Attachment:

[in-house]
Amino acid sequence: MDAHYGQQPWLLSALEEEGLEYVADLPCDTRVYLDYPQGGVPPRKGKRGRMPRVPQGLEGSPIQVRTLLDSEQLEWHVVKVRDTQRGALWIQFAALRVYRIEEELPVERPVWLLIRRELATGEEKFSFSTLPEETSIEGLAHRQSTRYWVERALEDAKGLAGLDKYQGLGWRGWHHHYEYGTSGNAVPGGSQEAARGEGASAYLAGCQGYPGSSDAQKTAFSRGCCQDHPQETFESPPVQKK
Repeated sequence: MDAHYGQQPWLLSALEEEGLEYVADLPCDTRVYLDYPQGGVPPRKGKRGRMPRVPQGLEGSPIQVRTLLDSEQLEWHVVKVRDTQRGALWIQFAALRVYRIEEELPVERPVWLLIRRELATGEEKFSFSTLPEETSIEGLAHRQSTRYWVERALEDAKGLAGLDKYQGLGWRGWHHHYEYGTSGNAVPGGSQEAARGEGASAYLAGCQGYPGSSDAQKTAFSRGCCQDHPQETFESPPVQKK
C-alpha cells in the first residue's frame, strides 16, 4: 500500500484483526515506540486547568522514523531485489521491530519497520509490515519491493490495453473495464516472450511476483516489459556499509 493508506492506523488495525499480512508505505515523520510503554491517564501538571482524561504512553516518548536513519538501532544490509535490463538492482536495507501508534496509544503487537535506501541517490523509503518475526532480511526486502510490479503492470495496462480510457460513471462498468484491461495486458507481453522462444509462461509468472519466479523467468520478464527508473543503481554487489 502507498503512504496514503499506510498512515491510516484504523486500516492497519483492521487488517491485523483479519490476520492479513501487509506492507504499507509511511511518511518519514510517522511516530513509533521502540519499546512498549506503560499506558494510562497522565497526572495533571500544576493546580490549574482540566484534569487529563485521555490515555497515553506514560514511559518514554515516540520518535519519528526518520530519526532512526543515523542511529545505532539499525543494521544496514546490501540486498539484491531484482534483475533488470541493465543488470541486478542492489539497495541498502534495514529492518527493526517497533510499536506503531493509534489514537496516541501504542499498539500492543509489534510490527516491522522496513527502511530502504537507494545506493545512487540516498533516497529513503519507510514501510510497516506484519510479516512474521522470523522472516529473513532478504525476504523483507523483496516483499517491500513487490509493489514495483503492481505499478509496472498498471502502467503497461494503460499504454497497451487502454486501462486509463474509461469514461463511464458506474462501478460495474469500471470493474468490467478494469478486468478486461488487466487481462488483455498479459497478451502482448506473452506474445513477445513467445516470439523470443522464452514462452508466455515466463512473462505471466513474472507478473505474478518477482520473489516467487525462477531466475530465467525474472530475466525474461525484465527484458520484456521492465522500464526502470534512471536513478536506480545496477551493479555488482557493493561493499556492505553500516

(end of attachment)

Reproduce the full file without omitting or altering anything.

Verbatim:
[in-house]
Amino acid sequence: MDAHYGQQPWLLSALEEEGLEYVADLPCDTRVYLDYPQGGVPPRKGKRGRMPRVPQGLEGSPIQVRTLLDSEQLEWHVVKVRDTQRGALWIQFAALRVYRIEEELPVERPVWLLIRRELATGEEKFSFSTLPEETSIEGLAHRQSTRYWVERALEDAKGLAGLDKYQGLGWRGWHHHYEYGTSGNAVPGGSQEAARGEGASAYLAGCQGYPGSSDAQKTAFSRGCCQDHPQETFESPPVQKK
Repeated sequence: MDAHYGQQPWLLSALEEEGLEYVADLPCDTRVYLDYPQGGVPPRKGKRGRMPRVPQGLEGSPIQVRTLLDSEQLEWHVVKVRDTQRGALWIQFAALRVYRIEEELPVERPVWLLIRRELATGEEKFSFSTLPEETSIEGLAHRQSTRYWVERALEDAKGLAGLDKYQGLGWRGWHHHYEYGTSGNAVPGGSQEAARGEGASAYLAGCQGYPGSSDAQKTAFSRGCCQDHPQETFESPPVQKK
C-alpha cells in the first residue's frame, strides 16, 4: 500500500484483526515506540486547568522514523531485489521491530519497520509490515519491493490495453473495464516472450511476483516489459556499509 493508506492506523488495525499480512508505505515523520510503554491517564501538571482524561504512553516518548536513519538501532544490509535490463538492482536495507501508534496509544503487537535506501541517490523509503518475526532480511526486502510490479503492470495496462480510457460513471462498468484491461495486458507481453522462444509462461509468472519466479523467468520478464527508473543503481554487489 502507498503512504496514503499506510498512515491510516484504523486500516492497519483492521487488517491485523483479519490476520492479513501487509506492507504499507509511511511518511518519514510517522511516530513509533521502540519499546512498549506503560499506558494510562497522565497526572495533571500544576493546580490549574482540566484534569487529563485521555490515555497515553506514560514511559518514554515516540520518535519519528526518520530519526532512526543515523542511529545505532539499525543494521544496514546490501540486498539484491531484482534483475533488470541493465543488470541486478542492489539497495541498502534495514529492518527493526517497533510499536506503531493509534489514537496516541501504542499498539500492543509489534510490527516491522522496513527502511530502504537507494545506493545512487540516498533516497529513503519507510514501510510497516506484519510479516512474521522470523522472516529473513532478504525476504523483507523483496516483499517491500513487490509493489514495483503492481505499478509496472498498471502502467503497461494503460499504454497497451487502454486501462486509463474509461469514461463511464458506474462501478460495474469500471470493474468490467478494469478486468478486461488487466487481462488483455498479459497478451502482448506473452506474445513477445513467445516470439523470443522464452514462452508466455515466463512473462505471466513474472507478473505474478518477482520473489516467487525462477531466475530465467525474472530475466525474461525484465527484458520484456521492465522500464526502470534512471536513478536506480545496477551493479555488482557493493561493499556492505553500516